I've had MRI's of my brain since I returned from Desert Storm, maybe 3 and nothing ever showed up until the one I had on the 9th of Dec. So how does all of this sound to you? I know that the VA is doing studies on neurological disorders like ALS, MS, Parkinsons, to see how come Desert Storm Vets are getting them at a higher rate than the general population. I just wonder how long I will be in this so so state..I feel like I'm walking on egg shells and not wanting to do anything to bring back those severe symptoms. It's horrible. How long can people be in remission before another strike comes along? I also read in a post on MSVETS yahoo group site about a doctor in Italy doing some research after his wife had MS and found that it's more likely a disorder in the veins like they are blocked or something and after surgery there have been major improvements in many people but said the US isn't taking it too seriously. It said it could be a build up of iron and blocking the arteries. Here is the link just to get a better understanding, I can't interpret anything..my mind won't let me. Thanks again GG and sorry this was so long.
I have a reply for you, but we just had to switch computers, and husband hasn't retrieved the rough draft yet. But my draft took a while to put together, it breaks down your symptoms into a logical sequence and offers more ideas for you. As soon as I can access the draft, I'll ready it and post. I was waiting for time to read your link...however, today I could not get into that website, as it apparently requires a password. But my immediate thought was if you do not have MS, then a cardio guy can check out your arteries and veins and how the heart is pumping and all that sort of thing, if there's anything to that link's Italian idea. I'll get back with you soon, I hope, with my response.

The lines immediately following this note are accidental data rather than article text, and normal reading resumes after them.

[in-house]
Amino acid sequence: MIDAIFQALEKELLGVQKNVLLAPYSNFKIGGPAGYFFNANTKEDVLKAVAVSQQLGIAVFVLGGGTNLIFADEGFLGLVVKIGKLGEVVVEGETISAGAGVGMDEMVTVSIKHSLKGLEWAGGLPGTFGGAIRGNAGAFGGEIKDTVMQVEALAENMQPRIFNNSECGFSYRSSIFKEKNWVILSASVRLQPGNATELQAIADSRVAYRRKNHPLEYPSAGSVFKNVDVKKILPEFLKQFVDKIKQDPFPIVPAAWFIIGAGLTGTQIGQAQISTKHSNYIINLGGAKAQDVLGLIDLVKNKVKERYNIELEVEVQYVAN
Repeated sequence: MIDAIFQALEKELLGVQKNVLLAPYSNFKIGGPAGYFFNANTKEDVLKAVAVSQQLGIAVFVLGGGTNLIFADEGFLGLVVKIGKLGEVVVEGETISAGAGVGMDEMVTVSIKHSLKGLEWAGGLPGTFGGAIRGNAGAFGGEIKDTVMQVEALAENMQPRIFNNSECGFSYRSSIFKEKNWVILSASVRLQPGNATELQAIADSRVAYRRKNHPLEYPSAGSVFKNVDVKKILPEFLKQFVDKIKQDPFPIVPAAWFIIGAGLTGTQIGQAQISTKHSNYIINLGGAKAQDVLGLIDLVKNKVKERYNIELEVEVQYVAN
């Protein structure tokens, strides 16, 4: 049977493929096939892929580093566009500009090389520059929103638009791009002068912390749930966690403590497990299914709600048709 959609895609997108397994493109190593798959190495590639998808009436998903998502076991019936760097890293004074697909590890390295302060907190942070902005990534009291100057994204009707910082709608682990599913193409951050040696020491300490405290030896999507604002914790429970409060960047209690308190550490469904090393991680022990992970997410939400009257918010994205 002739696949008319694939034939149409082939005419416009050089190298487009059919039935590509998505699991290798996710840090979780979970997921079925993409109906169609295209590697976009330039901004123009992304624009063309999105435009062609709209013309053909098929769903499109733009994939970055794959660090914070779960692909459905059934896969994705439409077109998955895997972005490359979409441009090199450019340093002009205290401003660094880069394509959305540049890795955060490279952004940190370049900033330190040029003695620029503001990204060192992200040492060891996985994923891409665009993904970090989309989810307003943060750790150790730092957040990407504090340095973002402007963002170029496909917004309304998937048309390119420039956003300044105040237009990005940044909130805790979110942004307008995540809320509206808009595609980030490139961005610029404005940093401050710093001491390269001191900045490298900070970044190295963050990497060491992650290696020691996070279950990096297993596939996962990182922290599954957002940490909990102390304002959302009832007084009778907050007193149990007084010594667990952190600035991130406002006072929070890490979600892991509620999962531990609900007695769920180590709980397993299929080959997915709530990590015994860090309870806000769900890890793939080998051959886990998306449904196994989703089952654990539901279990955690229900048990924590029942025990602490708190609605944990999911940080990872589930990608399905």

Thanks I will look forward to it. In my mri results it said no malformations in my veins or anything so I guess that's out. I had to go back and look at my paperwork then I realized that the Italian guy maybe on to something but for people who don't have ms. I guess so many symptoms can mimic ms symptoms it can be easy to be misdiagnosed. I'm just looking for a miracle I guess for an easy fix to my problems I've had to live with for 18 years. I do know that many DS vets are being diagnosed with MS at a higher rate than the general population....that's very sad. Thanks for all your help.
My Dear Linda,
Got my reply for you. The way I see it chronologically, you were exposed to some virus or toxin in the Gulf in the early 1990s, and that set off your immune system to get rid of it. Your cancer was probably from the toxic exposure, as well, but harder to be sure on that issue. Then when you began to work where those chemicals were in the basement, your immune system was already on guard from the Gulf War situation, and it began to attack randomly all over again. This is what MS does, as I've explained before, the immune system attacks anything that looks like an invader, attaches to the myelin sheath that goes around a variety of nerves, becuz they look like invaders. This leads to a completely unpredictable and disorganized loss of function in lots of nerve activities.